ISLAMABAD: Finance Minister Asad Umar has formally launched the State Bank of Pakistan’s Electronic Money Institutions (EMI) Regulations, providing a regulatory framework for the institutions desirous of offering innovative payment services to the public.
According to details, the regulations would prescribe minimum service standards and requirements for EMIs to ensure delivery of payment services in a safe, sound and cost-effective manner.
The regulations, applicable from Monday (April 1), are aimed at promoting innovative, user-friendly and cost-effective low-value digital payment prepaid instruments.
These instruments included wallets, prepaid cards, and contactless payment instruments, which have been instrumental in promoting cashless payments like merchant checkouts, e-commerce, transportation and toll payments.
Speaking at the launching ceremony on Monday, Finance Minister Asad Umar said that digitization was imperative for bringing about an economic revolution in the country, hence the measure taken by the State bank of Pakistan was laudable and much needed.
“I have told the prime minister many times that if you intend to bring revolution in future, this is the way,” the minister remarked.
Asad Umar was of the view that this regulation would resolve core payment issues, promote transparency and reduce dependence on human resources. “When the system will expand, it will be difficult for people to remain outside it,” he added.
The minister said that Pakistan was facing many issues pertaining to macroeconomic matters, low national savings, less ratio of investments, high fiscal deficit etc. “But the biggest issue remained the capture of economic policies by the county’s elite.”
“Those enjoying good relations with high-ups become successful businessman while those who innovate and take risks fail to make it big,” he noted.
Asad Umar said digitization would be more beneficial for those taking risks and offering innovations, adding that it could become a component towards bringing about a fundamental transformation in the country’s economy.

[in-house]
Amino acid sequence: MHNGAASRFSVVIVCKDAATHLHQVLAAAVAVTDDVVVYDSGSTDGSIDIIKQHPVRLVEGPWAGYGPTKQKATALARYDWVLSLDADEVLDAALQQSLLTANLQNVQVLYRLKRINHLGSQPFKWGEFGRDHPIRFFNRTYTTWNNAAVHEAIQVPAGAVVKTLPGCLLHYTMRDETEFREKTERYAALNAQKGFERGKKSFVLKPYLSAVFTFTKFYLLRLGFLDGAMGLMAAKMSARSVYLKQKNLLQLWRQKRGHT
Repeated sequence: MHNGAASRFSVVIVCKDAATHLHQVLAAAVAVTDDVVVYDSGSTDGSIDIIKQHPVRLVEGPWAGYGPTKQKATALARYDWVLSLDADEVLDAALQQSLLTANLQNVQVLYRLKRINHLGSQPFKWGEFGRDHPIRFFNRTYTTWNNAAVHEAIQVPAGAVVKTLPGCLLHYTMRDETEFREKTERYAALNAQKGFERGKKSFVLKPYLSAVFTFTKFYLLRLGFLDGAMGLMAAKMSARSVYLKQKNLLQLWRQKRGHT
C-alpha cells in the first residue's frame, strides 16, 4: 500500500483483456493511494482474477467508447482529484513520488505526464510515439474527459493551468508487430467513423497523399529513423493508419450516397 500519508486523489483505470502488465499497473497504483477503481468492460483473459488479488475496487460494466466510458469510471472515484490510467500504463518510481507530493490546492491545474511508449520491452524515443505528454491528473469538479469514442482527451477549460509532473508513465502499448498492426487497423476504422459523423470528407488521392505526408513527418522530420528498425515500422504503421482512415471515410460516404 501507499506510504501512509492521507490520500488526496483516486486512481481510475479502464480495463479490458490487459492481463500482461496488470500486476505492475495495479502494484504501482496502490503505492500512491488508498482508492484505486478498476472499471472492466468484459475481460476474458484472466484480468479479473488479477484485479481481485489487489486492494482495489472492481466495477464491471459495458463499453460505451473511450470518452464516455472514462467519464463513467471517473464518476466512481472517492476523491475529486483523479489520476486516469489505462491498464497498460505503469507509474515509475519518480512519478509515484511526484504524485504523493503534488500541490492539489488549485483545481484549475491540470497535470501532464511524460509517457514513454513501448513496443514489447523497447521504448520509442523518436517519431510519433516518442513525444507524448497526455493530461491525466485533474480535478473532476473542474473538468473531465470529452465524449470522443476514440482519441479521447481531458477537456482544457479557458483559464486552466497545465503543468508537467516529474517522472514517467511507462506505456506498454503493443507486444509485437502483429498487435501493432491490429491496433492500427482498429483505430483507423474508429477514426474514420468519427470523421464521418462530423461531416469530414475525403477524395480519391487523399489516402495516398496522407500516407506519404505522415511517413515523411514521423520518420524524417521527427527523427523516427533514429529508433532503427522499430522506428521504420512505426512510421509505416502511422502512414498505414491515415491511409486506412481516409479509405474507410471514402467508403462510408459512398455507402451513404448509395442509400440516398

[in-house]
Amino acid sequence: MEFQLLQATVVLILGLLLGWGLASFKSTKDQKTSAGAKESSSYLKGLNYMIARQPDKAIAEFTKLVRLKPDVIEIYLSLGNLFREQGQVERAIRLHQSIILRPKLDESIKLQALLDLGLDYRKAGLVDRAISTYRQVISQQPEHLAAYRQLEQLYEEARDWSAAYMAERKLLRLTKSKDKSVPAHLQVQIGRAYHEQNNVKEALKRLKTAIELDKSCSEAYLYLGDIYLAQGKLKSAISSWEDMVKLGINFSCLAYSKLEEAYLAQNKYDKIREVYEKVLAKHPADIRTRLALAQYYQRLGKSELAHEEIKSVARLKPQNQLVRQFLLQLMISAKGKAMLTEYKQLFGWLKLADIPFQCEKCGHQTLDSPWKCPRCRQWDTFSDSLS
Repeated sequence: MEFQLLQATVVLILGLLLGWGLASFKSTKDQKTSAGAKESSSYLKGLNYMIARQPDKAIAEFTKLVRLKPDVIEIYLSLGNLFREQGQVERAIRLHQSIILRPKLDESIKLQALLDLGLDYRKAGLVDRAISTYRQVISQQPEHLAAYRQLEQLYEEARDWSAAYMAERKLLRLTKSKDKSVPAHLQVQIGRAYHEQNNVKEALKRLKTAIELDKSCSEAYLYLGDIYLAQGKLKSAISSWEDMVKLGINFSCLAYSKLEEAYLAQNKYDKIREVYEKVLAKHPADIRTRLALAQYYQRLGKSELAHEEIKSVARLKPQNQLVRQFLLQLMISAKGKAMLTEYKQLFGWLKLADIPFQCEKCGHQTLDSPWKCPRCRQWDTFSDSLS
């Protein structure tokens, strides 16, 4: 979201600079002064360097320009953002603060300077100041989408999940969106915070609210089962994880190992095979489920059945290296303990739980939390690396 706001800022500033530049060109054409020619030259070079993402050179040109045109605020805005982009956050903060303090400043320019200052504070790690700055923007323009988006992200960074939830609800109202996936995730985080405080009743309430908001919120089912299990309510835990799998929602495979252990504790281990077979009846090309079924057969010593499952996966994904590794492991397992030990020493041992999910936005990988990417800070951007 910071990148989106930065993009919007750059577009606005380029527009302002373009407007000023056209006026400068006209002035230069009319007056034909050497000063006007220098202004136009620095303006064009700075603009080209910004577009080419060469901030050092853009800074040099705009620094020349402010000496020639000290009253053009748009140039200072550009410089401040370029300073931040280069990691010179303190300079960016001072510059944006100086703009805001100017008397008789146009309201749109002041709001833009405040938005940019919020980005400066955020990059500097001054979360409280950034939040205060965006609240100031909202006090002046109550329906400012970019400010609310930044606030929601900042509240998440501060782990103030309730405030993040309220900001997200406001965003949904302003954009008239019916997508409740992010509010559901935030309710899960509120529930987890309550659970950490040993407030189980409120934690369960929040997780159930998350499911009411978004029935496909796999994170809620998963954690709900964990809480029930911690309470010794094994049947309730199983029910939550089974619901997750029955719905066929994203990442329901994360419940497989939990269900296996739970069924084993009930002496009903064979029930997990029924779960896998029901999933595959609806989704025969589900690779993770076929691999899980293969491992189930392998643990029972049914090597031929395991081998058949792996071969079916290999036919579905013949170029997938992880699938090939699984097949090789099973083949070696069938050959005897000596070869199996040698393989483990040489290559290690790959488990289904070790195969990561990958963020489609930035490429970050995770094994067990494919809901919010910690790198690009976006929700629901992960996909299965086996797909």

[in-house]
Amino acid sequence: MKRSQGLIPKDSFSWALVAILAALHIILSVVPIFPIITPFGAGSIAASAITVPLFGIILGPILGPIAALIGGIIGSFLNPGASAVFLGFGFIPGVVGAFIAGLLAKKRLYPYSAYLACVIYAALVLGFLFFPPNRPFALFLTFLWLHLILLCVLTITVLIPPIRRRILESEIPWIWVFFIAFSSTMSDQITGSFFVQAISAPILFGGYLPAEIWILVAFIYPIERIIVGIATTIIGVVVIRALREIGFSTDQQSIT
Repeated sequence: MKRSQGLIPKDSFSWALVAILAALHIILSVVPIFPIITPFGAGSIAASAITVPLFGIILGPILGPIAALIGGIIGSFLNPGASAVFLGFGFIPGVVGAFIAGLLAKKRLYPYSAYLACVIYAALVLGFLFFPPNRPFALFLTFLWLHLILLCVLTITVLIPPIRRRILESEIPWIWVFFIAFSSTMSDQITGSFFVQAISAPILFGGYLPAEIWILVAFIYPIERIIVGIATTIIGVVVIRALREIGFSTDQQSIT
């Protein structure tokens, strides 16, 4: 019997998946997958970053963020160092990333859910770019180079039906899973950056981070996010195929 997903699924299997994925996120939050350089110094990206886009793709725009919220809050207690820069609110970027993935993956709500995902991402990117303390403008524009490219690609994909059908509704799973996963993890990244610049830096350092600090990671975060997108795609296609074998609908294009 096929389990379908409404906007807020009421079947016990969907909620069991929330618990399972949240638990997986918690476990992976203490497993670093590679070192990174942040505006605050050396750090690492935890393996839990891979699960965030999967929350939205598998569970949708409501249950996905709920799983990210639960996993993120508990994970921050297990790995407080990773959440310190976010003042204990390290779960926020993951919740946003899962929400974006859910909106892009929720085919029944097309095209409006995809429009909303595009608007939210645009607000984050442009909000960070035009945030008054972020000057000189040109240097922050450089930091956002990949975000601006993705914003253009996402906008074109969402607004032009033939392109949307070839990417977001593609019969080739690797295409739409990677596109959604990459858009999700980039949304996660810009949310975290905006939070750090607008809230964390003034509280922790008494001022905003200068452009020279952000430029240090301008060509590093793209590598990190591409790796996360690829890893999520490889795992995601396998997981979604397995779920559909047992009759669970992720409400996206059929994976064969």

The minister highlighted the importance of cyber-security, saying that a single mishap could push the country back by many years. “As we move towards a digital economy, if even a single case of data-hacking is witnessed, it would retard the years of development. It is absolutely vital, whatever investment needs to be made, that appropriate measures are taken in this regard,” he added.
SBP Deputy Governor Jameel Ahmed, in his speech, said that the drafting of EMI regulations was no doubt a challenging task, which was accomplished with the help of different stakeholders and World Bank.
He said that technological advancements have given an upward push to platform economy, adding that there were around 157 cellular subscribers with 75 per cent teledensity in Pakistan.
He said that SBP was currently working on the concept of issuing digital currency by the year 2025 to promote financial inclusion and reduce inefficiency and corruption. He said that SBP was committed to adopting the evolving realities of time, adding that by the year 2030, the bank would be a fully digitized and technology-equipped centre.
The SBP representatives on the occasion gave a detailed briefing about the EMI regulations, its licensing procedures, other requirements, limits of e-money instruments and many other issues related to the subject.